I am fascinated by the variety of cultures in organizations, and an active culture has always been my priority in looking for a new opportunity. I've learned the hard way what doesn't work and have been blessed as well by working with professionals that support one another and form a community. I've searched for the degree of relationships, community, empowerment, leadership, innovation, resilience. The list goes on and on. Guess what quality I haven’t searched for yet? Compassion. It never occurred to me to look deep inside an organization for compassion nor have I expected it. After reading the new book Awakening Compassion at Work: The Quiet Power that Elevates People and Organizations by Monica C. Worline and Jane E. Dutton, I have placed compassion at the top of my list when I look for exemplary cultures within our organizations.
The authors spent decades conducting extensive field research examining compassion way before any of us were exposed to terms like servant leadership or empowerment at work. They discovered that too many people are suffering in the workplace which presents itself in a lack of humanity, less dignity, lower motivation, and the lack of results with innovation, collaboration, employee retention, morale, and client relationships. It never occurred to me that a lack of compassion where we work every day may be the missing key that organizations have been searching for to change their cultures for people and results.
Awakening Compassion at Work is the tool that change agents who desire to change people and processes within an organization need to have on hand. Towards the end of the book, the authors present detailed blueprints for bringing about compassion for individuals, groups, and even how to deal with obstacles to compassion. Each chapter also offers us a question to ponder and fundamental principles to examine or put into use. There are compelling real-life, hands-on stories of compassion in play in some organizations as well as failures. These stories aid us in understanding the theories and tools that Monica and Jane offer peppered throughout the book.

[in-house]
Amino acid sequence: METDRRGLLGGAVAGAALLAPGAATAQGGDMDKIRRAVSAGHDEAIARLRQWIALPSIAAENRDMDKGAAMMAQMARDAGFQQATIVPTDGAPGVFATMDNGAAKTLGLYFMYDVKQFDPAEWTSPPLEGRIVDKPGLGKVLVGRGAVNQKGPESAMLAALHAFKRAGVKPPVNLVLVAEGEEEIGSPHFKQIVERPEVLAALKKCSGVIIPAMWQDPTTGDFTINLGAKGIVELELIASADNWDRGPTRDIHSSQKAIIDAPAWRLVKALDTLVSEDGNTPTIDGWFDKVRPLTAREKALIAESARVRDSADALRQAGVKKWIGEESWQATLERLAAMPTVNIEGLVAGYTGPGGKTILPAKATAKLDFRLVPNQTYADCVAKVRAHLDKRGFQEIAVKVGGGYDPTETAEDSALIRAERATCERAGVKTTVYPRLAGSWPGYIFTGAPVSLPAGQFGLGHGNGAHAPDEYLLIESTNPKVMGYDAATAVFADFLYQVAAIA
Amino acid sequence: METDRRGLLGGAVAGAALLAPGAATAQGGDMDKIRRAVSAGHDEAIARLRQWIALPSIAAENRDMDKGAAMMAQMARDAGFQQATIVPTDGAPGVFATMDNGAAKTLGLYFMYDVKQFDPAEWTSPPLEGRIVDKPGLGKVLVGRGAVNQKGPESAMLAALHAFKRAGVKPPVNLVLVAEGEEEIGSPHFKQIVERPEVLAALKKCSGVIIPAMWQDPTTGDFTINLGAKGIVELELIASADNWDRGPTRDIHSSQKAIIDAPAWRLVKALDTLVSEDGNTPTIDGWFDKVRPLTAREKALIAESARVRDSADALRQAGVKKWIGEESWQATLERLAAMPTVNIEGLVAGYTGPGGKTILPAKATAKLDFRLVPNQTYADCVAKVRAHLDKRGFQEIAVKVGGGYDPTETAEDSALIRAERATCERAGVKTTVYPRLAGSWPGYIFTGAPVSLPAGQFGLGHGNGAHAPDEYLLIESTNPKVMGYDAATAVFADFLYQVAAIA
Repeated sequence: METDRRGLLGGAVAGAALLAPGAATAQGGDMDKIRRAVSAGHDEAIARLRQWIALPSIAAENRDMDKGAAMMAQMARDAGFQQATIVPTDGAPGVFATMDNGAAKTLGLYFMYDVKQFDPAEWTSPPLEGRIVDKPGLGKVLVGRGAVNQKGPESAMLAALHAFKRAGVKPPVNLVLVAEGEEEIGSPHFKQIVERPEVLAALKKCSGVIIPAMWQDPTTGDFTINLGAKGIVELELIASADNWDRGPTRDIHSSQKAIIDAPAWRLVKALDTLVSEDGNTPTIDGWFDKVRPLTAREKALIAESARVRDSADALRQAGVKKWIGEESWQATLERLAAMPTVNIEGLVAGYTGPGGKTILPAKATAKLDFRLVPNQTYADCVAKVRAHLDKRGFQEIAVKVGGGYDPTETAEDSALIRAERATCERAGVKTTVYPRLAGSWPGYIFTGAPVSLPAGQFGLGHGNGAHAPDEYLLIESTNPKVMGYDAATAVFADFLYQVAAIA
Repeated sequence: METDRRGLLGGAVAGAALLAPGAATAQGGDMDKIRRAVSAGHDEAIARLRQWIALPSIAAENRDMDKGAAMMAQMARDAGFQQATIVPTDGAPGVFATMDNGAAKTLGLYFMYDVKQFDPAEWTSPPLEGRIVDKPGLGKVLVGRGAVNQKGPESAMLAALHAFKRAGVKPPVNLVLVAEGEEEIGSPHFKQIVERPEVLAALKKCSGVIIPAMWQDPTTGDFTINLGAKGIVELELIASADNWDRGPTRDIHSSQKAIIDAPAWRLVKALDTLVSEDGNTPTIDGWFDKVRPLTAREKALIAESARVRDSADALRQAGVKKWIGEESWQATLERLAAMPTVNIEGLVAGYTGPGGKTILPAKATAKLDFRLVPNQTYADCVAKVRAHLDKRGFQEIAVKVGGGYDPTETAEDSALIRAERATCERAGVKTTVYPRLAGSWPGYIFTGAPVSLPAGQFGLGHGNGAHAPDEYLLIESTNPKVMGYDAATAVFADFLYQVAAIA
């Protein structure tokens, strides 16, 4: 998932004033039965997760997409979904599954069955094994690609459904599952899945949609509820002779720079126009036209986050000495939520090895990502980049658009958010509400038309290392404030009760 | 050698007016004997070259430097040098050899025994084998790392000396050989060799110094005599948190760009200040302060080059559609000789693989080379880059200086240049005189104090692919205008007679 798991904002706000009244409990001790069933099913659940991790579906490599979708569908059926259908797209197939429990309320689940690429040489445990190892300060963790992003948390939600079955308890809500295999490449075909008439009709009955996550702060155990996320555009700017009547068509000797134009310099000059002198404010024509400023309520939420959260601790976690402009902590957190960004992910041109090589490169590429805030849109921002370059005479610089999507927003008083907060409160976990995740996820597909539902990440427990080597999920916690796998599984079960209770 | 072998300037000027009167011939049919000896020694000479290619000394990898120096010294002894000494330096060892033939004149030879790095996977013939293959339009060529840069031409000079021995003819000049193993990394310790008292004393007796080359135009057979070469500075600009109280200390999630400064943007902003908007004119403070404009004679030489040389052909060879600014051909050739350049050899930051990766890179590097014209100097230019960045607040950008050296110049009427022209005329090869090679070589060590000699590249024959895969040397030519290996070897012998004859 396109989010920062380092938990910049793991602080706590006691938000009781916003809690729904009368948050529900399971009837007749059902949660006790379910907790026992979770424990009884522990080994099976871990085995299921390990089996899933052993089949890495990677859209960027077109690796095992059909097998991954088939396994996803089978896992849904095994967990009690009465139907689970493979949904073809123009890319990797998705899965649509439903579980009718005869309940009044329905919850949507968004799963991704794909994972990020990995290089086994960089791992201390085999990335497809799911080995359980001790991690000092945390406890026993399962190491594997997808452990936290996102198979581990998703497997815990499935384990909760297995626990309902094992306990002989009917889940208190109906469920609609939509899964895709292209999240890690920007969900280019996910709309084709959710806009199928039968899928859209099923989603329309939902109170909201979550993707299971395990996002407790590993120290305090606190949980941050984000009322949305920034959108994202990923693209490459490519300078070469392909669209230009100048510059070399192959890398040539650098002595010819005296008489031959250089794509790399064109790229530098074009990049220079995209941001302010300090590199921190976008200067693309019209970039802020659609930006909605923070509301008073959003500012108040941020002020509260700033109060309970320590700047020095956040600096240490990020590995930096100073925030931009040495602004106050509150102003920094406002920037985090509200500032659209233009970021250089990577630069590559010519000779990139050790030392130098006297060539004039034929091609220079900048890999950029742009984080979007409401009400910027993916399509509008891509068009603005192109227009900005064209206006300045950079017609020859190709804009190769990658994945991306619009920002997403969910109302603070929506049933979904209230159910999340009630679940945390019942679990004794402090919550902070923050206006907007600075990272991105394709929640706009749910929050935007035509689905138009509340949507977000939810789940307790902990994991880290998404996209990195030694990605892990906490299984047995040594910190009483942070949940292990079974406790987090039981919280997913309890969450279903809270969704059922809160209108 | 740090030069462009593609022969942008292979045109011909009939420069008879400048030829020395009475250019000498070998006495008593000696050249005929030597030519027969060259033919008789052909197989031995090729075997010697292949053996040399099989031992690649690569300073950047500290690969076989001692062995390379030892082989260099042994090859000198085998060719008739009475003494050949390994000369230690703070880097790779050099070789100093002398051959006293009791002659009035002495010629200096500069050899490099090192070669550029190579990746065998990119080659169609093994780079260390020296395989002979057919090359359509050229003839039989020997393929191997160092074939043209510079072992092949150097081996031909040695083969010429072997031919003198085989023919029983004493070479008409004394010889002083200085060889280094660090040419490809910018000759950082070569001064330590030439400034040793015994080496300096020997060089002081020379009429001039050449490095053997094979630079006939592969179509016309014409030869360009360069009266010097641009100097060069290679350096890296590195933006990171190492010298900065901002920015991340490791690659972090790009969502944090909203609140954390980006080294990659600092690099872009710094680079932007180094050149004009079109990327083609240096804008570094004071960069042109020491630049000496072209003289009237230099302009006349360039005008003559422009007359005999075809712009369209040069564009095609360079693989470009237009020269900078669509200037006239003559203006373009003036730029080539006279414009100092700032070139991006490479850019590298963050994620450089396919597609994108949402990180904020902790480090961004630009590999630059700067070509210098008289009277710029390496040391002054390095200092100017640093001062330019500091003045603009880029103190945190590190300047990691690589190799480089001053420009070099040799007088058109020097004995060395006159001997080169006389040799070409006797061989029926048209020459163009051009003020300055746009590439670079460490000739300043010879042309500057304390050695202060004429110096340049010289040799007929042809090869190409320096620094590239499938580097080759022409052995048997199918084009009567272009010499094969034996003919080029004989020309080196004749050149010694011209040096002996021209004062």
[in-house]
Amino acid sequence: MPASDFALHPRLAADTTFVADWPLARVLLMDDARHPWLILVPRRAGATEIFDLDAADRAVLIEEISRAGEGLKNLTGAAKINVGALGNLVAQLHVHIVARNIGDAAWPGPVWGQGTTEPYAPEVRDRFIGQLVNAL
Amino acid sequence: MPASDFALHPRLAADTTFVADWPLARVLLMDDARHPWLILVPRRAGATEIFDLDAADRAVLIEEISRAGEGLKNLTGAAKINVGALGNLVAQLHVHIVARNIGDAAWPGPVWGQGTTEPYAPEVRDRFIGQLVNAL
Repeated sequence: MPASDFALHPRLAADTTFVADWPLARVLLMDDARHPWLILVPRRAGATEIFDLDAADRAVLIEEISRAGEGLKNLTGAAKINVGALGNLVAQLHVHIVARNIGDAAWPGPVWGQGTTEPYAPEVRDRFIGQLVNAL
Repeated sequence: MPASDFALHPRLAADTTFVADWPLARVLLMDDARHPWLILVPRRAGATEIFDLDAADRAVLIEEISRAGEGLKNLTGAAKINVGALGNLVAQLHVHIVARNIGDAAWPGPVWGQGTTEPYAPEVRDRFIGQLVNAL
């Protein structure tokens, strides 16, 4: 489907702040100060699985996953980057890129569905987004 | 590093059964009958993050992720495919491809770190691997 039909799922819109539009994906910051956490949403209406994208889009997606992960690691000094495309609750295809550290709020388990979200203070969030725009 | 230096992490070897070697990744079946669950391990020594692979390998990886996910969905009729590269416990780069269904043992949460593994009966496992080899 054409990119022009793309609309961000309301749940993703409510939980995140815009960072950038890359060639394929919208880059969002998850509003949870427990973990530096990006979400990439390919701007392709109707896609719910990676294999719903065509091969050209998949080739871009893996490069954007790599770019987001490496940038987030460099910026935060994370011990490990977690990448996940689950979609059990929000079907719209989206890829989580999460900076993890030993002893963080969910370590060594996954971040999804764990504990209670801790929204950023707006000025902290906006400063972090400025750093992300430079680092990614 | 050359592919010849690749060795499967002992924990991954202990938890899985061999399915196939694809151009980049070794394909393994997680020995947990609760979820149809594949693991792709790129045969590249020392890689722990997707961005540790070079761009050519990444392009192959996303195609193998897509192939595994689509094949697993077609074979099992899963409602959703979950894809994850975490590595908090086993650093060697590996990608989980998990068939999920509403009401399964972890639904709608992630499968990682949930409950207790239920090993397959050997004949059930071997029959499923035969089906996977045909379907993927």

We learn what compassion is and how some organizations resist it. Awakening Compassion at Work describes what compassion can do and what it won’t fix. Compassion must permeate throughout an organization and be present at all levels. Communities of sorts are formed and become the underlying strength of a company. There are four aspects of compassion, and each depends on the others. They include noticing, interpreting, feeling, and acting. Compassion is clearly an interpersonal action, and the compassion competence of a system depends on an emergent pattern of the four factors above. Worline and Dutton also offer suggestions as to how managers can awaken greater compassion through factors such as speed, scope, the magnitude of resources, and customization of resources for compassionate competence.
Awakening Compassion at Work illustrates how organizations can design for welcoming compassion. There is an extensive list of principles for companies of all sizes or structures in chapter 7 and is one of my favorite sections because it's hands on and so practical. Ideas include creating sub-networks within an organization where people can identify, examine hiring incorporating compassion and empathy, and coaching leaders to model desired behaviors or creating "melting" routines that bring people together. Moreover, we learn what actions or behaviors "awaken" compassion competence. They are elements that impact most of us face daily, and with the right mentoring and attention they can have profound implications. They include networks, organizational culture, roles, routines, and internal stories and leader behavior.
By now you should have a grasp of how important compassion Monica C. Worline and Jane E. Dutton feel is needed, and lacking, in organizations today. The information that I shared above is the tip of the iceberg and Awakening Compassion at Work offers an incredible trove of concrete research, information, ideas, and implementable actions companies can make to bring compassion alive. The shared stories bring ideas alive and will spark new thoughts and ideas from within leaders at any level. Compassion needs welcoming into every organization, but it needs to start with you. This book opened up my eyes to what we need to work every day along with empathy, empowerment, leadership or any other elements that you hold dear in a company culture. Bringing in compassion can completely change people and organizations which will impact our results. Are you ready?